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To my friends in Texas and neighboring states, you guys and gals have been suffering with some tough weather these last 24 months.

Remember the “Great Texas Freeze” of Feb 2021?

It wasn’t that long ago that I was working with you guys to recover your warm season lawns from that unprecedented event. And now here we are again, pretty much the exact opposite.

Instead of super cold temps and severely slowed down very cold rain (snow and ice) we have super hot temps and it’s dry as a bone.

Have you seen the movie “Rango?” If not, you should because you’re living through it!


How Bad Is It?
The biggest question I get when there are extreme weather events is “will the lawn die” or “my lawn has gone dormant this summer, will it survive?”

 



Those are tough questions to answer but I do want to try and be straight with you so from the jump here, I can tell you that if you are in that D3 or D4 range and have not been able to give your lawn at least 1 to 1.5” of water from irrigation each week consistently, then you will for sure have some permanent turf damage and loss. There just is no way around it and they tell us that in the explanations of the US Drought Monitor.

What I see happen more often though, when people are not able to keep up with the watering required and the lawn goes dormant, they stop completely and this is where the dead loss occurs.

Your St Augustine, Bermuda, Zoysia or Centipede lawn can stay in dormancy for 2-3 months as long as it’s getting at least an inch or so of water each week. This is enough to keep the crowns alive even though the top growth nearly ceases and the lawn goes mostly brown. Some water is still required and you can bet there is still quite a bit of positive activity happening in the soil around the roots. This area is known as the rhizosphere. If this area is left to dry out for too long then the turf above will surely suffer a negative visual impact.

Here’s the thing: Our warm season grasses are aggressive and can rebound from many things, even if they are thin.

Big Rains In Dallas and much of Central and East Texas
And just as I am finishing out this blog post, I am seeing reports of up to 12” of rain coming into areas around Dallas and causing major flooding, and it looks like that is going to continue heading down towards Houston.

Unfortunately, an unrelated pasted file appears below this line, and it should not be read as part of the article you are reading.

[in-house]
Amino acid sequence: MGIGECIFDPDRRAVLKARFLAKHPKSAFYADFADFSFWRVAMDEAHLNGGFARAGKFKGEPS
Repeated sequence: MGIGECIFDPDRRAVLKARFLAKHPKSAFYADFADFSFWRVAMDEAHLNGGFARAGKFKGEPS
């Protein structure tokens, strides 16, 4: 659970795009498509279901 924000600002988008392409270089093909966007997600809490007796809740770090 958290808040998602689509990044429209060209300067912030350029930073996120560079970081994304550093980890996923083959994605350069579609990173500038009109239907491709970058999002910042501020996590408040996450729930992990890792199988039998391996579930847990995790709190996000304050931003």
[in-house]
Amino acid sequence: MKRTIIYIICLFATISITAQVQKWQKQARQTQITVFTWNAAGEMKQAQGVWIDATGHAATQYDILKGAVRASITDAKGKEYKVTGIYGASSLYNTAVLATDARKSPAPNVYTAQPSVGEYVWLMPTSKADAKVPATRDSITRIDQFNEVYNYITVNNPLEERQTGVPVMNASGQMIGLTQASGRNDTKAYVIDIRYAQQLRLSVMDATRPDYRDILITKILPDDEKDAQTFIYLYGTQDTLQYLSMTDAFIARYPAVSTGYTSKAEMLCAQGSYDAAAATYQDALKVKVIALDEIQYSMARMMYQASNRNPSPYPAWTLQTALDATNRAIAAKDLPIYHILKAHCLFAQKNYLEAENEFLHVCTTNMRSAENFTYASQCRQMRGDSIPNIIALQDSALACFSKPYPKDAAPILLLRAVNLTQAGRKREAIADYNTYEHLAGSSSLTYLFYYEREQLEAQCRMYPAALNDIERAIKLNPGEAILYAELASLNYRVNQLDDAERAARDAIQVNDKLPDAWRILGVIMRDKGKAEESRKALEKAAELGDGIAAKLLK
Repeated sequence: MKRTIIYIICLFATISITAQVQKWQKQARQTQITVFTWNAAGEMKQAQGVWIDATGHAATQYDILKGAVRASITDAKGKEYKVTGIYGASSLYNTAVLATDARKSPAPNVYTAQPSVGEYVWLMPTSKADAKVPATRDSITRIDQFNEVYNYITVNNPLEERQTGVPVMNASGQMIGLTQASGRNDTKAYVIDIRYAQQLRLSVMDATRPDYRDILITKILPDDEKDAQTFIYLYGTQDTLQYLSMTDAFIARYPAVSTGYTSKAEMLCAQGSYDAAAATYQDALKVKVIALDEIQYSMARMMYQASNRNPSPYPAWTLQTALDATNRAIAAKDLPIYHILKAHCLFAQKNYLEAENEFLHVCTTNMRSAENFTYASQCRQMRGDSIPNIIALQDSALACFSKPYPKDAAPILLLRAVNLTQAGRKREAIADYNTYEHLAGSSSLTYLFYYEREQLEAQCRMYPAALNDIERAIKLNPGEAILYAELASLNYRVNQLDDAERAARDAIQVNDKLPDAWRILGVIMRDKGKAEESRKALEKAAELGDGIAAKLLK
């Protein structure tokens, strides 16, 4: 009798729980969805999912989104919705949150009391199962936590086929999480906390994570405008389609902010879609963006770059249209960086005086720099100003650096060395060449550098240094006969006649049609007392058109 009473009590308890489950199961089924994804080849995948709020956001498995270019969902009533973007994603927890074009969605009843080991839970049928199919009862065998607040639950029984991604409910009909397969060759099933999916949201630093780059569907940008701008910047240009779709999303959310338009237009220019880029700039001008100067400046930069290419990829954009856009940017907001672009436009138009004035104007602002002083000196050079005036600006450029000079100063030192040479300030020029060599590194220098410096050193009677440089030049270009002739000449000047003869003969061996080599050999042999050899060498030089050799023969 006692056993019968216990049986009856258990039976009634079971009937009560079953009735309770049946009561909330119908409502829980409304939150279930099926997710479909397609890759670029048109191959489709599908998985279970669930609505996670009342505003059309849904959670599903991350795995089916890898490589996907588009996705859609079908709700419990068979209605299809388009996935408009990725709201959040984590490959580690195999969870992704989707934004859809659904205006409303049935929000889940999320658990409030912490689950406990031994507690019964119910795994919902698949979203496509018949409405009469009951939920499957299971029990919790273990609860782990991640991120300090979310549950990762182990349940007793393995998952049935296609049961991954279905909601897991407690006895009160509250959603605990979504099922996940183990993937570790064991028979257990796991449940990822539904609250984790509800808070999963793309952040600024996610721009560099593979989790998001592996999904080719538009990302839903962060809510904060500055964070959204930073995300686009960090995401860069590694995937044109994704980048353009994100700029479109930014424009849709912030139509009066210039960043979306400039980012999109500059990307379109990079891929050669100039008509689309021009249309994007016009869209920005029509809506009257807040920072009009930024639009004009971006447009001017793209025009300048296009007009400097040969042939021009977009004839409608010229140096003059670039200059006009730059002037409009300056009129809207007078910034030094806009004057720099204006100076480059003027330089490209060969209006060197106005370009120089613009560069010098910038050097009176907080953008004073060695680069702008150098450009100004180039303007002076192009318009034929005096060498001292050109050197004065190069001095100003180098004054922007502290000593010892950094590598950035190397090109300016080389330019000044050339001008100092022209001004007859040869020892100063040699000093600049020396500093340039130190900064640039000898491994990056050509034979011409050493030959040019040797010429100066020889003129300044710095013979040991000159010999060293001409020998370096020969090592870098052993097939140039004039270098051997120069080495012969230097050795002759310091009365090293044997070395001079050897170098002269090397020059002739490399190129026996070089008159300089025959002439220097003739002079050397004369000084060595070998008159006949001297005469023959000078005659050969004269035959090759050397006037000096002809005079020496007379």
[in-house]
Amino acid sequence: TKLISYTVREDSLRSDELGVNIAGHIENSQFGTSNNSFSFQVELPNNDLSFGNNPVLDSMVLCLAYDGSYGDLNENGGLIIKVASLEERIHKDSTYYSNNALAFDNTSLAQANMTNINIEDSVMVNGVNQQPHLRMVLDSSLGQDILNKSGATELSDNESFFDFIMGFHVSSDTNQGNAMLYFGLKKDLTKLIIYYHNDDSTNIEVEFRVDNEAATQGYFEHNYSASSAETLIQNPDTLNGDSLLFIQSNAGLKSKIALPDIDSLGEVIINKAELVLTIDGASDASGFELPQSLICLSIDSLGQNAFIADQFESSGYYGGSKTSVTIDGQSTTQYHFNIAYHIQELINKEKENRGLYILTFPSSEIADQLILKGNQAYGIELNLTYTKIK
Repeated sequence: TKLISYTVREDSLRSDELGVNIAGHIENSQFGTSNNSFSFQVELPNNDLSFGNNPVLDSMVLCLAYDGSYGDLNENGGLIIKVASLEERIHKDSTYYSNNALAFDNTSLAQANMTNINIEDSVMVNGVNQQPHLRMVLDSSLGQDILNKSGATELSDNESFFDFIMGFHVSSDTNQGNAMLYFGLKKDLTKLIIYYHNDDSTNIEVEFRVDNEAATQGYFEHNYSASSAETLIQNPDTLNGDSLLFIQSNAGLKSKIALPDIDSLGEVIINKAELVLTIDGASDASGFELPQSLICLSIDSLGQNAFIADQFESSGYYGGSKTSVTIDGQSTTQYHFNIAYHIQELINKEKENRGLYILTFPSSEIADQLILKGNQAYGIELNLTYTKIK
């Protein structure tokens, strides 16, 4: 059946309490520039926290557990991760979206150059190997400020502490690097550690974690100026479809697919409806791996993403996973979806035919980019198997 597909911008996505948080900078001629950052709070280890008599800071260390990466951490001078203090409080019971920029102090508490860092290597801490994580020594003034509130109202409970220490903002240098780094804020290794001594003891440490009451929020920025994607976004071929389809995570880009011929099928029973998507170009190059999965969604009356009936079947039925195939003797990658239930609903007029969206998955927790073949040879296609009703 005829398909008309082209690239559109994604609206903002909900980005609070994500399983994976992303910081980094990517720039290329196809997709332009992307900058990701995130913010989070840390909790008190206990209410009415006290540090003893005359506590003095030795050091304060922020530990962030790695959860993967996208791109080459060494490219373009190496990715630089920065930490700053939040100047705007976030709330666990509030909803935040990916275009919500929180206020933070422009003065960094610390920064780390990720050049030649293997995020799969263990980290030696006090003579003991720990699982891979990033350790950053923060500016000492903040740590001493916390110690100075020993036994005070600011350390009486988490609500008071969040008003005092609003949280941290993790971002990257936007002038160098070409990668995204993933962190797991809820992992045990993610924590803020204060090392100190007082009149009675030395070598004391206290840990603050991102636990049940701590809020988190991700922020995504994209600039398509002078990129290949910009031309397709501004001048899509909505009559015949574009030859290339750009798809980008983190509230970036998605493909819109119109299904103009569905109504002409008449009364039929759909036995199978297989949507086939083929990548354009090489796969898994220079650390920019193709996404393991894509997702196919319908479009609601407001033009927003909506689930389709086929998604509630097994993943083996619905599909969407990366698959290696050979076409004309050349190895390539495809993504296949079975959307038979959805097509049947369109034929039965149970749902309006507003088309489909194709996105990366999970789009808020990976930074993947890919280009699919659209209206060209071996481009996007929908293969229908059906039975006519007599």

It’s great to get this rain, but not all at once.

All that said, here are some lawns across Texas as they look right now here on August 22,23:
(from my official FaceBook Group)

Keep in mind, these folks are on my program, Yard Care Bootcamp, so their lawns were probably pretty healthy going in and they are well educated on proper watering even under restrictions:

Dyvonne Llamas - Greater Houston Area
Dyvonne Llamas - Greater Houston Area

“No issues with my St. Aug, I've been irrigating on designated days and times.”

Roy and Gina Kiser - Central Texas
Roy and Gina Kiser - Central Texas

“I’m in central Texas and we have had no measurable rain until today. We have been restricted to watering twice a week. When sections of the Zoysia would start checking out I used a soaker hose to help bring them back. Appreciate your program!”

Oscar Garza - Laredo, TX.
Oscar Garza - Laredo, TX.

“Right on the border. Rotary nozzles. Run them 3x a week for an hour. [Sunday over Monday we got 4.3” of rain according to my meter] First rain in over 100 days.”

These Look Great, But What If My Lawn Is Struggling?
Here is one where he was severely restricted on watering - only one day per week. And as you know, this is TEXAS!! One day of watering per week must be brutal!

Anyway, he went on vacation. When he left his lawn was pretty brown, and when he came back it had recovered to this after just some rain. (this is after a cut)

David W - Corpus Christi
David W - Corpus Christi

“I couldn’t bring myself to take photos while my lawn was struggling with zero rain and high 90’s and watering restrictions. We are restricted to watering one day a week. Left for vacation and it rained like crazy the first day. Came back to a jungle. We haven’t had any real rain in months. One good rain and it’s looking much better. It was pretty toasty before the rain.”

I can tell you that the only thing this lawn needs is a little fert. If the rain is going to continue and/or you are able to water - hit this lawn with 24-0-6 Flagship ASAP. It will be dark green in a week.

If you are not sure that you are going to be able to water and the rains may just be sporadic, then hit it with 7-0-20 Stress Blend. You’ll get a nice green up but no growth push plus plenty of potassium to help with future stress.

Fertilizing and Water for Recovery
The keys to recovery are simple and the same as any other time of year. Keep the lawn watered (we are hoping the rains keep up), mow often following the 1/3rd rule, and keep the lawn properly fed with fertilizer every 4-5 weeks. Warm season lawns have lots of time left to still make headway in thickening up before winter.

This is important because as you know, we don’t get snow cover and because of that the ground does not freeze. When the ground doesn’t freeze it means weeds can continue to grow all winter long and if you have a thin turf stand that leaves more room for these weeds.

Sign up to my email list where I supply weekly tips, or get my free lawn care app where I tell you exactly what to apply and when, all year long based on soil temperatures on your street.